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The Governor smiled; but catching his wife's eyes, he quickly forced his benign features into a frowning mask. "Do as your aunt tells you, Betty," said Mrs. Ambler, and Betty got up and said grace, while Virginia took the brownest waffle. When the thanksgiving was ended, she turned indignantly upon her sister. "That was just a sly, mean trick!" she cried in a flash of temper.

"I was in town all the morning," he explained in a trembling voice, "and I didn't get the news until a half hour ago. The saddest day of my life, madam, is the one upon which I learn that I have outlived him." "He loved you, Major," said Mrs. Ambler, meeting his swimming eyes.

Unity was to take supper with Mrs. Carrington and to spend the night with Mrs. Ambler, and she would not go home first, unless She looked at Jacqueline. "Did the fireworks frighten you, honey? Would you rather that I stayed with you?" Jacqueline laughed. "The fireworks were alarming, weren't they, Mrs. Wickham? No, no; go with Mrs. Carrington, Unity.

Oh, I wish I hadn't; but I set fire to the Major's woodpile, and he's whippin' Dan!" "Betty!" exclaimed Mrs. Ambler. She took the child by her shoulders and drew her toward her. "Betty, did you set fire to the Major's woodpile?" she questioned sternly. Betty was sobbing aloud, but she stopped long enough to gasp out an answer.

I smiled; and then our conversation turned upon his proposed retirement, which was to take place in six months' time. I returned to London by the last train, and on entering my room found a telegram from Ambler making an appointment to call on the following evening. The message was dated from Eastbourne, and was the first I had received from him for some days.

And the decisions show that, where a gift had for its object the maintenance and education of poor Jewish children, the statutes sustained the devise. In proof of this he quoted 1 Ambler, by Blunt, p. 228, case of De Costa, &c. Also, the case of Jacobs v. Gomperte, in the notes. Also, in the notes, 2 Swanston, p. 487, same case of De Costa, &c. Also, 7 Vesey, p. 423, case of Mo Catto v. Lucardo.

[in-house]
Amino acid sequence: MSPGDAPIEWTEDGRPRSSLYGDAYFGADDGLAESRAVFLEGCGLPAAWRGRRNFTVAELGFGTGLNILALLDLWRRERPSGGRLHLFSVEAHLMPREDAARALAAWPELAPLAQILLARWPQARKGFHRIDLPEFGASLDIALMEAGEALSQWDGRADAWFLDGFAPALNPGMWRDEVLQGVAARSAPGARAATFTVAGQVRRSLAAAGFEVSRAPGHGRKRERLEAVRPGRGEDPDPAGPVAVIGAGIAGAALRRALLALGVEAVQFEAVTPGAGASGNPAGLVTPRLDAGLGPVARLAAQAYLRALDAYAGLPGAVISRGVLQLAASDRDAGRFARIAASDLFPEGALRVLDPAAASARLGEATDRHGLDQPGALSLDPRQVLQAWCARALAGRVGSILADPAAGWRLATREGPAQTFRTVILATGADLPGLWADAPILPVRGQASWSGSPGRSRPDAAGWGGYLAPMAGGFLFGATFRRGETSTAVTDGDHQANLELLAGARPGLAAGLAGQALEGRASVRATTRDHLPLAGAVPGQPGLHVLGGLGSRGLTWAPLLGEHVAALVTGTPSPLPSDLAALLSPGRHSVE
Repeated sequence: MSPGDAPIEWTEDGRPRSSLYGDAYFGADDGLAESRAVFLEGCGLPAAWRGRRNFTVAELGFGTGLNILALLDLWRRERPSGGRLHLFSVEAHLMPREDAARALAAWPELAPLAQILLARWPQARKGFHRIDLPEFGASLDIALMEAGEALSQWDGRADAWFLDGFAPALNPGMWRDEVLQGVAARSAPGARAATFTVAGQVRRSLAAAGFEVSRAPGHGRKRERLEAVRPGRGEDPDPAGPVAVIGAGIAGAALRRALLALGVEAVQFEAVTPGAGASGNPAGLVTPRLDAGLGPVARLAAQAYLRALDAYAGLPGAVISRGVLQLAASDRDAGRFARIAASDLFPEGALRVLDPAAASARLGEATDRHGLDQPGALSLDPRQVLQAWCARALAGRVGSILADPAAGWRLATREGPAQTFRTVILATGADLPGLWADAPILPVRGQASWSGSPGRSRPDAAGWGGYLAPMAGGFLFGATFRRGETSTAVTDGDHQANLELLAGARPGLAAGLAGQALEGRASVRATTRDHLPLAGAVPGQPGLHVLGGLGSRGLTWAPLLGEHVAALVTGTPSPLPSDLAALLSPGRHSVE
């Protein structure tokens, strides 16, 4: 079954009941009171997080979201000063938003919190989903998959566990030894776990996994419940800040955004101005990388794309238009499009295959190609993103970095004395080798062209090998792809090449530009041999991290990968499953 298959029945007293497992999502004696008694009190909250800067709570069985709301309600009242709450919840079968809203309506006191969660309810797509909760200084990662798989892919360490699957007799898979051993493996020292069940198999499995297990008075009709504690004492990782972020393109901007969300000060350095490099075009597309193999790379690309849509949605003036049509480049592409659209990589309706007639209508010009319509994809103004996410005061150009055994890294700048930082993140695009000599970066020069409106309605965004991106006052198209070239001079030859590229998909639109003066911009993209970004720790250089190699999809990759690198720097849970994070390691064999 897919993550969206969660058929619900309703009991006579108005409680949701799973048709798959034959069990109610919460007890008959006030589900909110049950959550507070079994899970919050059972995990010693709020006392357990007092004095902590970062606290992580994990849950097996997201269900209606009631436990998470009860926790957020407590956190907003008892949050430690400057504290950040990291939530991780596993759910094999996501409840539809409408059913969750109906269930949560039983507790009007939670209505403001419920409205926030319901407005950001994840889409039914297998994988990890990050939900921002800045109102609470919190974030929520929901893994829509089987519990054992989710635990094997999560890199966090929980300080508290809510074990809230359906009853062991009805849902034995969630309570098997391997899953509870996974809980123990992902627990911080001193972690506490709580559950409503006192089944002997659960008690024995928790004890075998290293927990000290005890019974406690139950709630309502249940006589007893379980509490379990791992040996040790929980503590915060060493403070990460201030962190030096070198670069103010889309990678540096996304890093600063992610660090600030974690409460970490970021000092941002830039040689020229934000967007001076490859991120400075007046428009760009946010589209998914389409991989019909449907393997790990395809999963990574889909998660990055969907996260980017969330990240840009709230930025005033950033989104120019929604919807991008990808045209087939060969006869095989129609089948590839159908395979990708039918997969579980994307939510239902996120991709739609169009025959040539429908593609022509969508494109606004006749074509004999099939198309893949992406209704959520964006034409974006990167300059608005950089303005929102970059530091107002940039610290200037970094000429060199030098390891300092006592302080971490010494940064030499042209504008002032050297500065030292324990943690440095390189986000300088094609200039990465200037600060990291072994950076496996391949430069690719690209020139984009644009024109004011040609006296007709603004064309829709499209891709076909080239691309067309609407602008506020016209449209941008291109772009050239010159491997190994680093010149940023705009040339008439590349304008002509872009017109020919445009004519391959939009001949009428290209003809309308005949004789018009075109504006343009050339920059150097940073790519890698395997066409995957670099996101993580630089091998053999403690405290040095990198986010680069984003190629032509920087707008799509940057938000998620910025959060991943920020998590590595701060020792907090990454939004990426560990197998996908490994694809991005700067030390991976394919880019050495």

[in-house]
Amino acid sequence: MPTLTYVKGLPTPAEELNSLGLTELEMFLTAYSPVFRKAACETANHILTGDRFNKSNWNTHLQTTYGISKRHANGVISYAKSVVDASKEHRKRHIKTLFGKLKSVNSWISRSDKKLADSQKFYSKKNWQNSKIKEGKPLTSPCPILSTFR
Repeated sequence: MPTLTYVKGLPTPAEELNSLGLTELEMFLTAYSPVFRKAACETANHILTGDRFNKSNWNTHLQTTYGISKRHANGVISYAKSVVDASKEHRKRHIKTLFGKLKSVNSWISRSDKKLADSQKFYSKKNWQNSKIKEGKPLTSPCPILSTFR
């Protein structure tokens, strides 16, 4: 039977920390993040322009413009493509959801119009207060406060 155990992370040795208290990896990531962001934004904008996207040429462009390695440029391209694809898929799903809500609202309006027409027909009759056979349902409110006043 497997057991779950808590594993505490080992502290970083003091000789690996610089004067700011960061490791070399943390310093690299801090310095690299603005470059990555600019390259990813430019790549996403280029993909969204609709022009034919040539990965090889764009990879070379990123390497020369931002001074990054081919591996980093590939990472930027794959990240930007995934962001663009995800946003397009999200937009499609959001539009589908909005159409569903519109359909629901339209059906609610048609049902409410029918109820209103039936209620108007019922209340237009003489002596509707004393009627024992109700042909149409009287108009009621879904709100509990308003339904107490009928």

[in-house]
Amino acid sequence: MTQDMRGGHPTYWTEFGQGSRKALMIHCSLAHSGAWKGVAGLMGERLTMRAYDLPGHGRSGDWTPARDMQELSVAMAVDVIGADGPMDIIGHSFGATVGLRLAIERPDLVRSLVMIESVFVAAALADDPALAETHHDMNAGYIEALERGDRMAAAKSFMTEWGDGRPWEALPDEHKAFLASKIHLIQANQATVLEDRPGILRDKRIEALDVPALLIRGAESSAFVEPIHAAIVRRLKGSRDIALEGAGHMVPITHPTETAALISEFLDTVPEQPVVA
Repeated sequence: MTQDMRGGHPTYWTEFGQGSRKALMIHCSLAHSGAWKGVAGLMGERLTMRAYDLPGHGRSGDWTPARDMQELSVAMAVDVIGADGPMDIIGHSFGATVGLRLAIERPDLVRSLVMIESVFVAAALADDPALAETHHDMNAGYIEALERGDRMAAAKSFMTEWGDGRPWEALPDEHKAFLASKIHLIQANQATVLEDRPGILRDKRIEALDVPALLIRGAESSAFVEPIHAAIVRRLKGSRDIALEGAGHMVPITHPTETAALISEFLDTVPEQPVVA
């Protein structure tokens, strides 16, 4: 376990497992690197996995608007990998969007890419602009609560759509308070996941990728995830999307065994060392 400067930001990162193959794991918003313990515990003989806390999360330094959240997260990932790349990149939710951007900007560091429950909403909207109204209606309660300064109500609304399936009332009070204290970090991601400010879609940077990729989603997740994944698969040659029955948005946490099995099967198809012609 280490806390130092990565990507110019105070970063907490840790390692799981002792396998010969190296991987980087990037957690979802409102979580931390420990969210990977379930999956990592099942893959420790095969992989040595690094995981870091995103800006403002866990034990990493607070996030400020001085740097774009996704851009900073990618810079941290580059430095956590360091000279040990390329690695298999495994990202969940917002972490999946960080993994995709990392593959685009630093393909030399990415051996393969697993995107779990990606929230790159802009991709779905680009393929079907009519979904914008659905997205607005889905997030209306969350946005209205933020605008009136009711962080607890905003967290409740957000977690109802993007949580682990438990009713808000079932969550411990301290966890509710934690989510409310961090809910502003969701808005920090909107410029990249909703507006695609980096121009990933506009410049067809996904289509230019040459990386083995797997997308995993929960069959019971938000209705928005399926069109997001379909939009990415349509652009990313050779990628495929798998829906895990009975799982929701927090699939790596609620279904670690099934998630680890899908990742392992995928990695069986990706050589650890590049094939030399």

"Are you quite certain of this?" the coroner queried. "Yes, sir. I am here by the direction of the Chief Inspector of Scotland Yard to give evidence. I was engaged upon the case at Kew, and have also made inquiries into the mystery at Neneford." "Then you have suspicion that the deceased was well, a person of bad character?" "We have." "Fools!" growled Ambler.

This gentleman, by name Christopher Culpepper, spoke in a quick, muffled, shuffling sort of tone, like the pace of a Welsh pony, somewhat lame, perfectly broken-winded, but an exemplary ambler for all that. Next to him sat, with hands clasped over his knees, a thin, small man, with a countenance prematurely wrinkled and an air of great dejection.

Mrs. Ambler had never heard of Perugino, and the word "Madonna" suggested to her vague Romanist snares, but her heart went out to the stranger when she found that he was in mourning for his mother. She was not a clever woman in a worldly sense, yet her sympathy, from the hourly appeals to it, had grown as fine as intellect.

All of them were of the highest interest. The first, read aloud by Ambler, ran as follows: "Dear Lane, I have known you a good many years, and never thought you were such a fool as to neglect a good thing. Surely you will reconsider the proposal I made to you the night before last in the bar of the Elephant and Castle?